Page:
If you still have plants vulnerable to frost outside, bring them in when frost threatens. If they lose their leaves, continue to water lightly. Most plants quickly develop new leaves after such a traumatic change in their environment, but some such as lemon verbena, may remain dormant and leafless for a while.
Many folks overwinter geraniums in their unheated garage, watering lightly once a month. Im not going to overwinter geraniums any longer because in spring they never really look very good, and local nurseries have such beautiful, well-developed plants I prefer just to buy new ones as long as I can.
Geraniums in the garage dont need any light source, but they need to be kept from freezing. Ive overwintered them in the greenhouse without supplemental lighting.
The low angle of the sun and the shorter daylight hours may account for the puny appearance of my plants.
I have overwintered chile plants in the greenhouse (technically theyre perennials and so are tomatoes). Bell peppers do not thrive even in the heated greenhouse. Leaves of other Capsicums are smaller, and they survive and emerge the following spring in about the same condition as they were in the previous autumn, even those that have dropped their leaves and grown new ones. Some even bloom and set fruit in the greenhouse.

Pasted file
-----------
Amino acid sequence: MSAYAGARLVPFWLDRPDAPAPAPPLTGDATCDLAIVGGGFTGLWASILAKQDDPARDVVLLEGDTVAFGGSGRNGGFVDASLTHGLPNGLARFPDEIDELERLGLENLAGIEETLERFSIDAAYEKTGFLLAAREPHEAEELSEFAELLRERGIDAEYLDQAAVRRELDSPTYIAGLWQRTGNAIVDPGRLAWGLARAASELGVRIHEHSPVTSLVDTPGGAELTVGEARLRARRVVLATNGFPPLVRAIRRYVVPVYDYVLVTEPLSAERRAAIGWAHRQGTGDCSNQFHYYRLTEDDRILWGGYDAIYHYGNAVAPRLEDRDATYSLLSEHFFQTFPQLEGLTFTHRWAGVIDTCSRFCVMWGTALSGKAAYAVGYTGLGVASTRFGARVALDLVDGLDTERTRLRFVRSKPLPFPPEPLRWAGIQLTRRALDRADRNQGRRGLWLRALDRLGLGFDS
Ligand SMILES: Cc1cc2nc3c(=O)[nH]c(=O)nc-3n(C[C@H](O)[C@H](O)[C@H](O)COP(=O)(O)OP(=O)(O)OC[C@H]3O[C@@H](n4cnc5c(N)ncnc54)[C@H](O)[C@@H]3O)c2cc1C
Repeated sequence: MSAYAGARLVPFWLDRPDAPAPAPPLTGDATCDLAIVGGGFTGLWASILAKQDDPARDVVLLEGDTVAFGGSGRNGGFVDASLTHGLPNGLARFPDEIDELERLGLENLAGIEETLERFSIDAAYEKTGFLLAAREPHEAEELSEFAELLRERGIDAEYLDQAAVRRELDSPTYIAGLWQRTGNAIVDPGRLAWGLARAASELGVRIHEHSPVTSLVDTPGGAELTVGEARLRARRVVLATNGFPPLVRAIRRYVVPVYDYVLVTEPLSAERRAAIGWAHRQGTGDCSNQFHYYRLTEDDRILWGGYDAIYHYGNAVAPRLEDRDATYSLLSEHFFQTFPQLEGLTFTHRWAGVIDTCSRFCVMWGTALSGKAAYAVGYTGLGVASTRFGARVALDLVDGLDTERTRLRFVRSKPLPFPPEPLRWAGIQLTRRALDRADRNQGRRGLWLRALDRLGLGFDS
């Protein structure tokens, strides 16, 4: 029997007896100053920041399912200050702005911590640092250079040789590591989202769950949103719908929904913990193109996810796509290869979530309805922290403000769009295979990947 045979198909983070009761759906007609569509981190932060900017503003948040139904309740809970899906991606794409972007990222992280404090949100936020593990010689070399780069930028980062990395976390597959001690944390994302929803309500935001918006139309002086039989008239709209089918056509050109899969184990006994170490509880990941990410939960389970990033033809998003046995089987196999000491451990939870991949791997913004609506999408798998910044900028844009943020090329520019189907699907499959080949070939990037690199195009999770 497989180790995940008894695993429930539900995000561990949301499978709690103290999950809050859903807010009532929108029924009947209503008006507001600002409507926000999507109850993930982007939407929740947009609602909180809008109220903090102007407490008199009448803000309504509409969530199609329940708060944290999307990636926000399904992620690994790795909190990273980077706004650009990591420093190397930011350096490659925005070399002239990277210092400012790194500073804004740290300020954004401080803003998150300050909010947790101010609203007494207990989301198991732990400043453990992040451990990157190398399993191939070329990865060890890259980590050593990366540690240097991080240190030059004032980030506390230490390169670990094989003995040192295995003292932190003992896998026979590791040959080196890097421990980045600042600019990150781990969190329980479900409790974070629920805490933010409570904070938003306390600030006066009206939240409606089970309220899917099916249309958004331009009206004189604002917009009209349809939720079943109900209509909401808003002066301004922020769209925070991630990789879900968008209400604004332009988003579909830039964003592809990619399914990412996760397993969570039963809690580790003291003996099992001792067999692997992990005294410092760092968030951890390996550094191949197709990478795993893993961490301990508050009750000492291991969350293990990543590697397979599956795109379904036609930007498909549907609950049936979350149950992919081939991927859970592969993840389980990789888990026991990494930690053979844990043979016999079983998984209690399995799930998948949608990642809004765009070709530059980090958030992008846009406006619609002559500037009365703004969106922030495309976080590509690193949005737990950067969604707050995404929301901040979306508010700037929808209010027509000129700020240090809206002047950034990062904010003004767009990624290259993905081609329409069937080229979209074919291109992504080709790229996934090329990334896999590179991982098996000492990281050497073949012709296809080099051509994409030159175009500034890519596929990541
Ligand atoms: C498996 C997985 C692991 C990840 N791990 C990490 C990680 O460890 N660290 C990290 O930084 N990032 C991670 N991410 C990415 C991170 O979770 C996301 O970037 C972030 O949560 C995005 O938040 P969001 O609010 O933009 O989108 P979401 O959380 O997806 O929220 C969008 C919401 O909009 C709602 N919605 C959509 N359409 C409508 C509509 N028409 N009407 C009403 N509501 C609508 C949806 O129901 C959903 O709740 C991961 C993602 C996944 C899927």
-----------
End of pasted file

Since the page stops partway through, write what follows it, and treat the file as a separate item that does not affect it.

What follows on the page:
Ive recently heard of complaints that some super hot chiles didnt grow in our climate. Ive grown dozens of varieties over the years, and the only one that never set fruit was the Rocoto or Manzano, the chile with black seeds. Ive been told that that native of the Andes requires some shade in afternoons, and I havent tried that yet.
Of the super hot chiles, those that thrived and set abundant fruit were Fatalii, Chocolate Habanero (especially the long chocolate habanero), and some of the cayenne types from India and that area. Thai and Vietnamese chiles also produce good crops here.
You may be able to save shipping costs and the cost of a required number from mail-order sources if you telephone some of the local nurseries and ask if theyre growing varieties you want. I know Katie at Edwards Greenhouse has been growing some very interesting varieties of herbs and vegetables including chiles.
Both Cross Country Nurseries (www.chileplants.com) and the Chile Woman (www.thechilewoman.com) ship vigorous thriving plants of a huge number of varieties.
Their holdings do differ, though. Chile Woman carries some varieties Cross Country doesnt, and vice versa.
Seed sellers of interesting varieties include Baker Creek Heirloom Seeds (www.rareseeds.com), Adaptive Seeds (www.adaptiveseeds.com), Nichols Garden Nursery (www.nicholsgardennursery.com), and Native Seeds/SEARCH (www.nativeseeds.org), for instance.
Margaret Lauterbach: email@example.com or write to Gardening, The Idaho Statesman, P.O. Box 40, Boise, ID 83707